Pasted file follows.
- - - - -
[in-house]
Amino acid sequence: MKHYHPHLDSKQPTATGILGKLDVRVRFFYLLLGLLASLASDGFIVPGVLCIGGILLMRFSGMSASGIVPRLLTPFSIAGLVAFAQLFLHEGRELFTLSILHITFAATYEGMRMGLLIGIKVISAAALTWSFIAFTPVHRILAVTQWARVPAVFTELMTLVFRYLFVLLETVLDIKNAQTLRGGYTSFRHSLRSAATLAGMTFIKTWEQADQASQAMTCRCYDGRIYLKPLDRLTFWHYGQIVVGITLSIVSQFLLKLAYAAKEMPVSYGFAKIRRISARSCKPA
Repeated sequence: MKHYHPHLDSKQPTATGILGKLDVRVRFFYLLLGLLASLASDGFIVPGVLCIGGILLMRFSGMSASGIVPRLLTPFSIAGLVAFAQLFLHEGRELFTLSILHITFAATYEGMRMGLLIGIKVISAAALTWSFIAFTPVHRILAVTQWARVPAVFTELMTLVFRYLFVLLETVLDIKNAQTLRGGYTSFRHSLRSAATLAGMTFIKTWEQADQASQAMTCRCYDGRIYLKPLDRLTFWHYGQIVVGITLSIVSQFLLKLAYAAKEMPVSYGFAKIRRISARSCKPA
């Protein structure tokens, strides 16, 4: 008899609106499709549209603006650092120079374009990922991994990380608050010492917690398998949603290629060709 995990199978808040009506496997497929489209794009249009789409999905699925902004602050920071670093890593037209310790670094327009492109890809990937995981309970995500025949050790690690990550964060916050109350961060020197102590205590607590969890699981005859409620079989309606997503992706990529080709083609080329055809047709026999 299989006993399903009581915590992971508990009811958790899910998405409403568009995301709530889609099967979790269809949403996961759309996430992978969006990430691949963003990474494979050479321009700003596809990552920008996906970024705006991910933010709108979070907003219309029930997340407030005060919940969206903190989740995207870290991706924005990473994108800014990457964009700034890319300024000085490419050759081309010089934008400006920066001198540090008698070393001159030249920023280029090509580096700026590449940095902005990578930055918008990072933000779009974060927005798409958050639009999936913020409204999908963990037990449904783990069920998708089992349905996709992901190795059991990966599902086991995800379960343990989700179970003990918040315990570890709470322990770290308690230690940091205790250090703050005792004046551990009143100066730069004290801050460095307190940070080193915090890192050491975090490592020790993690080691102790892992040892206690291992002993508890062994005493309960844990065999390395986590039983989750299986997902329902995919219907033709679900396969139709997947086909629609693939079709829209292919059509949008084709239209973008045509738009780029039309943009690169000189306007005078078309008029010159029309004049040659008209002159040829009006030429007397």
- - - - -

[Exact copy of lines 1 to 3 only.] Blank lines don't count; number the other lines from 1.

[in-house]
Amino acid sequence: MKHYHPHLDSKQPTATGILGKLDVRVRFFYLLLGLLASLASDGFIVPGVLCIGGILLMRFSGMSASGIVPRLLTPFSIAGLVAFAQLFLHEGRELFTLSILHITFAATYEGMRMGLLIGIKVISAAALTWSFIAFTPVHRILAVTQWARVPAVFTELMTLVFRYLFVLLETVLDIKNAQTLRGGYTSFRHSLRSAATLAGMTFIKTWEQADQASQAMTCRCYDGRIYLKPLDRLTFWHYGQIVVGITLSIVSQFLLKLAYAAKEMPVSYGFAKIRRISARSCKPA
Repeated sequence: MKHYHPHLDSKQPTATGILGKLDVRVRFFYLLLGLLASLASDGFIVPGVLCIGGILLMRFSGMSASGIVPRLLTPFSIAGLVAFAQLFLHEGRELFTLSILHITFAATYEGMRMGLLIGIKVISAAALTWSFIAFTPVHRILAVTQWARVPAVFTELMTLVFRYLFVLLETVLDIKNAQTLRGGYTSFRHSLRSAATLAGMTFIKTWEQADQASQAMTCRCYDGRIYLKPLDRLTFWHYGQIVVGITLSIVSQFLLKLAYAAKEMPVSYGFAKIRRISARSCKPA